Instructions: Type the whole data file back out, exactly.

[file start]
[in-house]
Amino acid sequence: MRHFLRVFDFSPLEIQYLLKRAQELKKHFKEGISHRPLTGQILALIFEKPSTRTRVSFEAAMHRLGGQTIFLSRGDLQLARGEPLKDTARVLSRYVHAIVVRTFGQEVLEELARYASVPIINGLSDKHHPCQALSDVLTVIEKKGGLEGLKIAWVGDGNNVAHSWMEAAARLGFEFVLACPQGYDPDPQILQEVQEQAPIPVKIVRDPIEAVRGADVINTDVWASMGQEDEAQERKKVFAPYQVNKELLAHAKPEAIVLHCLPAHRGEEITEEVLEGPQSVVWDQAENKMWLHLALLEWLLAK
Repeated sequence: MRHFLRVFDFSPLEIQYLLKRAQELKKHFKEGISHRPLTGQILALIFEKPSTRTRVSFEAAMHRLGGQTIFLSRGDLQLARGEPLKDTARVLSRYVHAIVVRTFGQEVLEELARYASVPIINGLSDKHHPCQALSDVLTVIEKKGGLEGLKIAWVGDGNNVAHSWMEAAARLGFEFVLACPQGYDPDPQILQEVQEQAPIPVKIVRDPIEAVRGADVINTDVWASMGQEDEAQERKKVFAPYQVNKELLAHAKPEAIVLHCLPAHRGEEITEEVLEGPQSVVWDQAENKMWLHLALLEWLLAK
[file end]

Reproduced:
[in-house]
Amino acid sequence: MRHFLRVFDFSPLEIQYLLKRAQELKKHFKEGISHRPLTGQILALIFEKPSTRTRVSFEAAMHRLGGQTIFLSRGDLQLARGEPLKDTARVLSRYVHAIVVRTFGQEVLEELARYASVPIINGLSDKHHPCQALSDVLTVIEKKGGLEGLKIAWVGDGNNVAHSWMEAAARLGFEFVLACPQGYDPDPQILQEVQEQAPIPVKIVRDPIEAVRGADVINTDVWASMGQEDEAQERKKVFAPYQVNKELLAHAKPEAIVLHCLPAHRGEEITEEVLEGPQSVVWDQAENKMWLHLALLEWLLAK
Repeated sequence: MRHFLRVFDFSPLEIQYLLKRAQELKKHFKEGISHRPLTGQILALIFEKPSTRTRVSFEAAMHRLGGQTIFLSRGDLQLARGEPLKDTARVLSRYVHAIVVRTFGQEVLEELARYASVPIINGLSDKHHPCQALSDVLTVIEKKGGLEGLKIAWVGDGNNVAHSWMEAAARLGFEFVLACPQGYDPDPQILQEVQEQAPIPVKIVRDPIEAVRGADVINTDVWASMGQEDEAQERKKVFAPYQVNKELLAHAKPEAIVLHCLPAHRGEEITEEVLEGPQSVVWDQAENKMWLHLALLEWLLAK